The idea arose when Khulud and Hussein were working full-time but couldn’t find a certified nurse to attend to their needs outside of office hours. They realised there was a gap in the market for nursing service. Their online platform connects families with qualified caregivers quickly and affordably. Find a Nurse won $5000 in startup funding during the EBDA Business Plan Competition.

5. No Blues

Two self-taught designers and soap-manufacturers, Mariam Al Kotob and Rajaa Abeed, founded a small atelier where they produce high-quality, handcrafted bath and relaxation product.

The two Lebanese university friends were inspired by local, traditional Tripolitan soaps, as well as new, trendy imported bath products. Their unique brand won $5000 in startup funding during the EBDA Business Plan Competition.

6. ADSH

Syrian, Omar Al Merhe, founded an online platform that allows e-commerce store owners to run their drop shipping stores efficiently. It sells products via a website without having the physical product in stock. It then liaises with bigger companies to ship the customer’s product directly to their door.

The project won $5000 in startup funding during the EBDA Business Plan Competition.

7. MyPlan

Beirut-based Syrian, Mohamad Mkayas, built a software that creates interactive online planning tools for NGOs and community leaders, to help people preparing for business plans and proposals. The software collects hard-to-reach data and shares it with organisations that require such information.

Mohamad said: “My dream is that my online company serves all the world with a mix between technology and development.” His business won $5000 in startup funding during the EBDA Business Plan Competition.

8. Nawafez

Tamador Mahmoud, a young Syrian female entrepreneur based in Tripoli, founded a news website focusing on developmental and economic affairs in the governorates of North Lebanon and Akkar.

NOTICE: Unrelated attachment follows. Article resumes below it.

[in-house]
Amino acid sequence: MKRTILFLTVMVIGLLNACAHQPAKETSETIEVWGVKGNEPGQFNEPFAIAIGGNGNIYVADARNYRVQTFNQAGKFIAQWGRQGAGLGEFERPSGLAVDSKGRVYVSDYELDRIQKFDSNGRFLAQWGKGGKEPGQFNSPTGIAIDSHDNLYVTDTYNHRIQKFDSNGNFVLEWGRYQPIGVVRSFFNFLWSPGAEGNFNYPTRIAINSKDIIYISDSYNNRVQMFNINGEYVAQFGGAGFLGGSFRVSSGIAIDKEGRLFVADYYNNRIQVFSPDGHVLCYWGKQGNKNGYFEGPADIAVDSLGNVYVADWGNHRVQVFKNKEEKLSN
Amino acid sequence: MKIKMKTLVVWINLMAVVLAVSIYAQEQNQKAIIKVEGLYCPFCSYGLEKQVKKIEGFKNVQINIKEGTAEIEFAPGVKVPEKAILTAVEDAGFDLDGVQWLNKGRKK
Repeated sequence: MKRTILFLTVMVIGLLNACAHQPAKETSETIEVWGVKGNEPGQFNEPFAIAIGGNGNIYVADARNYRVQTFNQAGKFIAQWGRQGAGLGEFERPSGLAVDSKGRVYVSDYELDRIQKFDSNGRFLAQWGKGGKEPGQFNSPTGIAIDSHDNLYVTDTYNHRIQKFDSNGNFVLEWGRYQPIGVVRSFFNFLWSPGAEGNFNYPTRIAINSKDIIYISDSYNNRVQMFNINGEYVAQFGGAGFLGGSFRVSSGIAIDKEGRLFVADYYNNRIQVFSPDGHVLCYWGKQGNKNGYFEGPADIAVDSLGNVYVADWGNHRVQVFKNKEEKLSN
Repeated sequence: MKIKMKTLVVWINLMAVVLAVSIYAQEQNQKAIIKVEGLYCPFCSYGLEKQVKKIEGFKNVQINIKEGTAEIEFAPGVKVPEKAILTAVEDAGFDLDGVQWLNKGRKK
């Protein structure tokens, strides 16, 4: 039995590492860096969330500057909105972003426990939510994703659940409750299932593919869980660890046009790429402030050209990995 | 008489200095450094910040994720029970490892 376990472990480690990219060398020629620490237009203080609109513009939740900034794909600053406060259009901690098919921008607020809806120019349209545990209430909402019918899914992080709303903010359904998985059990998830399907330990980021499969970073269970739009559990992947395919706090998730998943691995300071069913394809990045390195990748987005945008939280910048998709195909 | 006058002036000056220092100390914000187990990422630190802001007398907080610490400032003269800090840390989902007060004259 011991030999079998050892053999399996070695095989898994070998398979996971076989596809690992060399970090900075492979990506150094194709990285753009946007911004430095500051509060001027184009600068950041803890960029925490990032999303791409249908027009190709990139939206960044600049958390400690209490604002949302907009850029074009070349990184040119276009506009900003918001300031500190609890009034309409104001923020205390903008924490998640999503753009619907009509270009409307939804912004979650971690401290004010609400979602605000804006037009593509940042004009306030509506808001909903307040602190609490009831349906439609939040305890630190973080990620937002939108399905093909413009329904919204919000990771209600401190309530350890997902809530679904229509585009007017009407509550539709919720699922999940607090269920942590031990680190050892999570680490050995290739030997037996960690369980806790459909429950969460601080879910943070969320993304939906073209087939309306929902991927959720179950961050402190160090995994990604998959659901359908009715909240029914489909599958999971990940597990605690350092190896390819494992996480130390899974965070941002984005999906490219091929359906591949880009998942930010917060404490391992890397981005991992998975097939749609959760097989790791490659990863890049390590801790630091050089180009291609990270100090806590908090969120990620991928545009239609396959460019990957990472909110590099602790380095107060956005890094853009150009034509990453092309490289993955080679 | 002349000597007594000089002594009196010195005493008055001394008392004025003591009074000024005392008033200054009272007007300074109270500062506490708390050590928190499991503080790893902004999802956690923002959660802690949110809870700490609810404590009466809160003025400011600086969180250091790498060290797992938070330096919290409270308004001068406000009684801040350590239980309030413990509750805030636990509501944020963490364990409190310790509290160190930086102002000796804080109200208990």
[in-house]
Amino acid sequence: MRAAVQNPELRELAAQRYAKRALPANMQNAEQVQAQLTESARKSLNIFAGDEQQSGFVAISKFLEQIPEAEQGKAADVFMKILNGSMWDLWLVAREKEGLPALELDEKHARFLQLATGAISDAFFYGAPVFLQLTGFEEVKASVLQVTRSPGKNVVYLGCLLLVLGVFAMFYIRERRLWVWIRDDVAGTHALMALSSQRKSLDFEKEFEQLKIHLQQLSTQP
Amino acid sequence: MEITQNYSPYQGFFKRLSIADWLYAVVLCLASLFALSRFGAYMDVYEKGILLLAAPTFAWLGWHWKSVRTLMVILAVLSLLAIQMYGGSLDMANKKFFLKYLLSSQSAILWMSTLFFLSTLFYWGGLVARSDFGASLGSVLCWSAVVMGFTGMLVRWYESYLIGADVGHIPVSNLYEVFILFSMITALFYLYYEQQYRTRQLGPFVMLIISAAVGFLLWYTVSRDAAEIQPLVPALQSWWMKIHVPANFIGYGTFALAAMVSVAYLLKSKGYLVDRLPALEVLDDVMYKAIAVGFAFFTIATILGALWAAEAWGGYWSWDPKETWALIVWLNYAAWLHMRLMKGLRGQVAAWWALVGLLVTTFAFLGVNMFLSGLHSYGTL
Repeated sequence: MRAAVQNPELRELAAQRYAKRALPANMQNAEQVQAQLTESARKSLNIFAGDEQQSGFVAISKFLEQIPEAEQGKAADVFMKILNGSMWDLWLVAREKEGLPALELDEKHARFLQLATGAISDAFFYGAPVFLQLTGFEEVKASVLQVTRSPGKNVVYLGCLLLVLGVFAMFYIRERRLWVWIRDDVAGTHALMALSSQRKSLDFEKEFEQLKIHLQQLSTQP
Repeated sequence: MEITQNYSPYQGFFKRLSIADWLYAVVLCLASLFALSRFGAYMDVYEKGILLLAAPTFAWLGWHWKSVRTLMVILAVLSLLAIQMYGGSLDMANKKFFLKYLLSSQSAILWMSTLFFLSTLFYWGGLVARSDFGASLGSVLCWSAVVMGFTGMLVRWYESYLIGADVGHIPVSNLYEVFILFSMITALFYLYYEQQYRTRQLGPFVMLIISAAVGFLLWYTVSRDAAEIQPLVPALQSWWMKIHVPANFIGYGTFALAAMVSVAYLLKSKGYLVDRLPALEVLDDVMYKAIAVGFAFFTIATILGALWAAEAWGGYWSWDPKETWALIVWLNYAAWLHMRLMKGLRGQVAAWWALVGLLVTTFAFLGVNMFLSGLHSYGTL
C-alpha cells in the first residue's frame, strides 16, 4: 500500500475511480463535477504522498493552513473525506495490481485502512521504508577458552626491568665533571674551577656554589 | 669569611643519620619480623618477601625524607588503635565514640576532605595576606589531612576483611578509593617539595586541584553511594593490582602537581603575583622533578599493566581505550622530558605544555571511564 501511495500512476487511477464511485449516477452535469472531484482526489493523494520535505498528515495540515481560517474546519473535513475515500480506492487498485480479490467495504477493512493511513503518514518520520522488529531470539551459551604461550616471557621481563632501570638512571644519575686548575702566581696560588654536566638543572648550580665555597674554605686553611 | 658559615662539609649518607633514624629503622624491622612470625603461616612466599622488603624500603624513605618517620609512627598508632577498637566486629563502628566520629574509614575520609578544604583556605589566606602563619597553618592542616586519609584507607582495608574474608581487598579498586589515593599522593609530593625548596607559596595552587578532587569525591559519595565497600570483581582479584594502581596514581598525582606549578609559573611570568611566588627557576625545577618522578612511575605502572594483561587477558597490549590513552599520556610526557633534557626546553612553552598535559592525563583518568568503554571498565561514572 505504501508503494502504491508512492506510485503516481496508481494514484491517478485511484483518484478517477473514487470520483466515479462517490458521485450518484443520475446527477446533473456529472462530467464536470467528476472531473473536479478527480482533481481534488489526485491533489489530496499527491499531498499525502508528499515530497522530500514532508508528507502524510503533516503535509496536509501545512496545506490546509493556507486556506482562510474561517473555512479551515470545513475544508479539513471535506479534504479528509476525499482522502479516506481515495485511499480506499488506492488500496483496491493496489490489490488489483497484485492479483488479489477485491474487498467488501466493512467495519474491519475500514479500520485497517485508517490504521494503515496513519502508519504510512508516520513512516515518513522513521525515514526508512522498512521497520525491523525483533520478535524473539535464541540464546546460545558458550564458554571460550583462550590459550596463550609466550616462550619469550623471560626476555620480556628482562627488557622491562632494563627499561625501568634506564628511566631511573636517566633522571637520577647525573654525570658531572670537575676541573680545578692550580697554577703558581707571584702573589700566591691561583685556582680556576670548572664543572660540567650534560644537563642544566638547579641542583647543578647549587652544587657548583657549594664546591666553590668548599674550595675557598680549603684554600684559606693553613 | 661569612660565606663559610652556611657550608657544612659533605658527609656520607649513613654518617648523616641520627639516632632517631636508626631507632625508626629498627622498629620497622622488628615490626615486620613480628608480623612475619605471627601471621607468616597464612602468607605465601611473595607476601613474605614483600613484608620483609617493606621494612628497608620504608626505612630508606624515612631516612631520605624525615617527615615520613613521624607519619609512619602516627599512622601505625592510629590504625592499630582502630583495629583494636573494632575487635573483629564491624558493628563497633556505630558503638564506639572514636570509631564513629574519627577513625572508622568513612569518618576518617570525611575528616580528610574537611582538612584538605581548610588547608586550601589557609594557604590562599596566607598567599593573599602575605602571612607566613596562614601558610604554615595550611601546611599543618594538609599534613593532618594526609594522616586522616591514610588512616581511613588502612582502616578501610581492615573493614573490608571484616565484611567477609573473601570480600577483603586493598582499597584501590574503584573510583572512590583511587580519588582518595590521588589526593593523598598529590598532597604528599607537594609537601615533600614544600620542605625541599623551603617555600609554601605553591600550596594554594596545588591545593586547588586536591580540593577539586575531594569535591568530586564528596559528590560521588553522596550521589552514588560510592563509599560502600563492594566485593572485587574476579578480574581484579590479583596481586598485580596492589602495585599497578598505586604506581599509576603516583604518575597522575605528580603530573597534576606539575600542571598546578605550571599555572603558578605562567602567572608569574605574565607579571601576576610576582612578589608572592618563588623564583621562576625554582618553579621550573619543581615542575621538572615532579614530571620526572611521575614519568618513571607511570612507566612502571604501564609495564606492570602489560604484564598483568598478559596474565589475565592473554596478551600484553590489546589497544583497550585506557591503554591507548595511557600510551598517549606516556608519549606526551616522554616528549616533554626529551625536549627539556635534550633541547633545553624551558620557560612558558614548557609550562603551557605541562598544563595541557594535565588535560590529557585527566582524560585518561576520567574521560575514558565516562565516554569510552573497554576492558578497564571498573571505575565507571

After being awarded $5000 in startup funding during the EBDA Business Plan Competition, Tamador said: “My dream is that this news website will become one day a news agency and will give an opportunity to the new generation to be part of the website, providing them with a platform to deliver their own voices.”

9. Smart Kids

Current SPARK student, Yasser Alyan from Syria, won $5000 in startup funding for his application that helps parents monitor and balance the time their children spend playing and learning.

Yasser said: “My dream is to build an e-learning system that complements the schools’ curriculum by integrating entertainment and excitement with scientific topics in order to encourage students to experience science in a practical and fun way.”

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Aramco Energy Ventures co-leads $6 mln in American blockchain startup

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Saudi Aramco Energy Ventures, the corporate VC arm of Saudi Aramco, has co-led $6 million Series A of Houston-based Data Gumbo with Equinor Technology Ventures, the venture subsidiary of Equinor, Norway’s leading energy operator, the startup announced earlier this month. Founded in 2016, Data Gumbo has developed a Blockchain-as-a-Service (BaaS) platform that streamlines smart contracts management for industrial customers.

As the statement by the startup notes, one of the problems with industrial companies including the ones in oil and gas sector, is that transaction resulting from measurements which could be weight, speed, height, connection, delivery time, volume, quality controls or any other contract term, are interpreted differently by companies, their service providers and suppliers.

All the companies in the supply chain have their own interpretation of data which could create disputes and delays when it comes to payments, filings, and audits. The statement claims that currently, the supply chain parties lose hundreds of millions of dollars in extra expenses and delays every year due to these delays and disputes and ensuing reconciliation between supply chain parties.